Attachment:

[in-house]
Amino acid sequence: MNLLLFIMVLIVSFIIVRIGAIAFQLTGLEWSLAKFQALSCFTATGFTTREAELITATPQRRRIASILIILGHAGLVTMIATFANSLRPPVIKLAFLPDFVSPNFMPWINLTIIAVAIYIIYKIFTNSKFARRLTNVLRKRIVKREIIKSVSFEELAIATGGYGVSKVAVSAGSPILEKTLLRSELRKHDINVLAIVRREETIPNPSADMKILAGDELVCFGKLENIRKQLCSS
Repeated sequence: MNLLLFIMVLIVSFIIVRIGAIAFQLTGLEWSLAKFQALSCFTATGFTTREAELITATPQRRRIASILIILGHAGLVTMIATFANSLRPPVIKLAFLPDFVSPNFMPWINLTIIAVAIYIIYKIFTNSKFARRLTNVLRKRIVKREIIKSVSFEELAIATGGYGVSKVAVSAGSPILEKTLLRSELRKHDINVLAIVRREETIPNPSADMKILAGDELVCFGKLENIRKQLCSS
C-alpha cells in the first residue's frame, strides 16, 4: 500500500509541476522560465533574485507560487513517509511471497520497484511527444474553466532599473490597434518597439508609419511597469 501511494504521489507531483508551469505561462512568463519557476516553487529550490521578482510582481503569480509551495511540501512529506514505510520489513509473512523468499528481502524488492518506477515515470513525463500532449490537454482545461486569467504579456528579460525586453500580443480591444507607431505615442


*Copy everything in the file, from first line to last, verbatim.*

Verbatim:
[in-house]
Amino acid sequence: MNLLLFIMVLIVSFIIVRIGAIAFQLTGLEWSLAKFQALSCFTATGFTTREAELITATPQRRRIASILIILGHAGLVTMIATFANSLRPPVIKLAFLPDFVSPNFMPWINLTIIAVAIYIIYKIFTNSKFARRLTNVLRKRIVKREIIKSVSFEELAIATGGYGVSKVAVSAGSPILEKTLLRSELRKHDINVLAIVRREETIPNPSADMKILAGDELVCFGKLENIRKQLCSS
Repeated sequence: MNLLLFIMVLIVSFIIVRIGAIAFQLTGLEWSLAKFQALSCFTATGFTTREAELITATPQRRRIASILIILGHAGLVTMIATFANSLRPPVIKLAFLPDFVSPNFMPWINLTIIAVAIYIIYKIFTNSKFARRLTNVLRKRIVKREIIKSVSFEELAIATGGYGVSKVAVSAGSPILEKTLLRSELRKHDINVLAIVRREETIPNPSADMKILAGDELVCFGKLENIRKQLCSS
C-alpha cells in the first residue's frame, strides 16, 4: 500500500509541476522560465533574485507560487513517509511471497520497484511527444474553466532599473490597434518597439508609419511597469 501511494504521489507531483508551469505561462512568463519557476516553487529550490521578482510582481503569480509551495511540501512529506514505510520489513509473512523468499528481502524488492518506477515515470513525463500532449490537454482545461486569467504579456528579460525586453500580443480591444507607431505615442